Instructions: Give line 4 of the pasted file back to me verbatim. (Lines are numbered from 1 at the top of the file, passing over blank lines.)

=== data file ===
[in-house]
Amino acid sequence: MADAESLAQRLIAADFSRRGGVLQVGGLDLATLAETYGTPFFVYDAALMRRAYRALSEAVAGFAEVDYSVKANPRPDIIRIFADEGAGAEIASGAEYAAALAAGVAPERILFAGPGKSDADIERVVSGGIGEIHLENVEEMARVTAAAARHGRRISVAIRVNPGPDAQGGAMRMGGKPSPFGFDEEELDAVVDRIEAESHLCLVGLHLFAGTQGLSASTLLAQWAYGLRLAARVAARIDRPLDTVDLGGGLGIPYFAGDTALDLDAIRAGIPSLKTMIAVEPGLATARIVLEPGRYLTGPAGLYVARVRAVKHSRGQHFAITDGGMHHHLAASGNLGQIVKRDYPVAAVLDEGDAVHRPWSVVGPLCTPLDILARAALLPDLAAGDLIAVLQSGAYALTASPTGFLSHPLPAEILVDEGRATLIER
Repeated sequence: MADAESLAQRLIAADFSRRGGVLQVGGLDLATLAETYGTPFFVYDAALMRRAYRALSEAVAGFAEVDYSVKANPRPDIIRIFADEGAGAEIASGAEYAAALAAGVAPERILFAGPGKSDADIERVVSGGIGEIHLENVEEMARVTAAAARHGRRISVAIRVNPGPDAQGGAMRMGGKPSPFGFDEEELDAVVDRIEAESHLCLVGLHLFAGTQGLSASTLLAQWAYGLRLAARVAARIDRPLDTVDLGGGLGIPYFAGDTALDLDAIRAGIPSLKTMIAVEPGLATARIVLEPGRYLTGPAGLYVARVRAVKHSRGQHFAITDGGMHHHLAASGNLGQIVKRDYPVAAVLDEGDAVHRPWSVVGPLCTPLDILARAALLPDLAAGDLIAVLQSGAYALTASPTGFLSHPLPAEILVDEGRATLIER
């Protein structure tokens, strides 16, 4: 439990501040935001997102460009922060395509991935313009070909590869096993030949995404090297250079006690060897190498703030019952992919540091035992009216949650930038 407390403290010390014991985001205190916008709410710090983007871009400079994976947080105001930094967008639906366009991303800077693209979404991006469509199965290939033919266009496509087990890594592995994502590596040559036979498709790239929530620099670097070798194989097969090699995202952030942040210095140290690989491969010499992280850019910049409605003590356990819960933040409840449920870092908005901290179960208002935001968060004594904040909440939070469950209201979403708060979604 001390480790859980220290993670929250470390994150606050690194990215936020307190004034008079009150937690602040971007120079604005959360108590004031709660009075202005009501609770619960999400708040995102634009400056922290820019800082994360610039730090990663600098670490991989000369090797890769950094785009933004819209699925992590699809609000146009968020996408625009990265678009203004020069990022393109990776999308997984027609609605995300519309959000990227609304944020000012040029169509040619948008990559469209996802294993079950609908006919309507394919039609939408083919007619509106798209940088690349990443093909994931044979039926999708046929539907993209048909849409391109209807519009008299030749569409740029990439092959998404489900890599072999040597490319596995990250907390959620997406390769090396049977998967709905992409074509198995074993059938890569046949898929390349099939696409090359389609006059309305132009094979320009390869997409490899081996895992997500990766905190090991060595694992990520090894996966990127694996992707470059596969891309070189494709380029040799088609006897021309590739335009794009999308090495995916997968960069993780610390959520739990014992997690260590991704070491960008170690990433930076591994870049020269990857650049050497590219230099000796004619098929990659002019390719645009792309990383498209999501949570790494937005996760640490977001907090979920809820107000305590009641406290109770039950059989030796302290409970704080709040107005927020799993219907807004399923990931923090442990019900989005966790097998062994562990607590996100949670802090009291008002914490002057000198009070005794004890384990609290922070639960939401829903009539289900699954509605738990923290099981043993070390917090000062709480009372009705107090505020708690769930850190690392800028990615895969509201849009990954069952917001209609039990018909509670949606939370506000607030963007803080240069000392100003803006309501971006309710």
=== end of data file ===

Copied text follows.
């Protein structure tokens, strides 16, 4: 439990501040935001997102460009922060395509991935313009070909590869096993030949995404090297250079006690060897190498703030019952992919540091035992009216949650930038 407390403290010390014991985001205190916008709410710090983007871009400079994976947080105001930094967008639906366009991303800077693209979404991006469509199965290939033919266009496509087990890594592995994502590596040559036979498709790239929530620099670097070798194989097969090699995202952030942040210095140290690989491969010499992280850019910049409605003590356990819960933040409840449920870092908005901290179960208002935001968060004594904040909440939070469950209201979403708060979604 001390480790859980220290993670929250470390994150606050690194990215936020307190004034008079009150937690602040971007120079604005959360108590004031709660009075202005009501609770619960999400708040995102634009400056922290820019800082994360610039730090990663600098670490991989000369090797890769950094785009933004819209699925992590699809609000146009968020996408625009990265678009203004020069990022393109990776999308997984027609609605995300519309959000990227609304944020000012040029169509040619948008990559469209996802294993079950609908006919309507394919039609939408083919007619509106798209940088690349990443093909994931044979039926999708046929539907993209048909849409391109209807519009008299030749569409740029990439092959998404489900890599072999040597490319596995990250907390959620997406390769090396049977998967709905992409074509198995074993059938890569046949898929390349099939696409090359389609006059309305132009094979320009390869997409490899081996895992997500990766905190090991060595694992990520090894996966990127694996992707470059596969891309070189494709380029040799088609006897021309590739335009794009999308090495995916997968960069993780610390959520739990014992997690260590991704070491960008170690990433930076591994870049020269990857650049050497590219230099000796004619098929990659002019390719645009792309990383498209999501949570790494937005996760640490977001907090979920809820107000305590009641406290109770039950059989030796302290409970704080709040107005927020799993219907807004399923990931923090442990019900989005966790097998062994562990607590996100949670802090009291008002914490002057000198009070005794004890384990609290922070639960939401829903009539289900699954509605738990923290099981043993070390917090000062709480009372009705107090505020708690769930850190690392800028990615895969509201849009990954069952917001209609039990018909509670949606939370506000607030963007803080240069000392100003803006309501971006309710």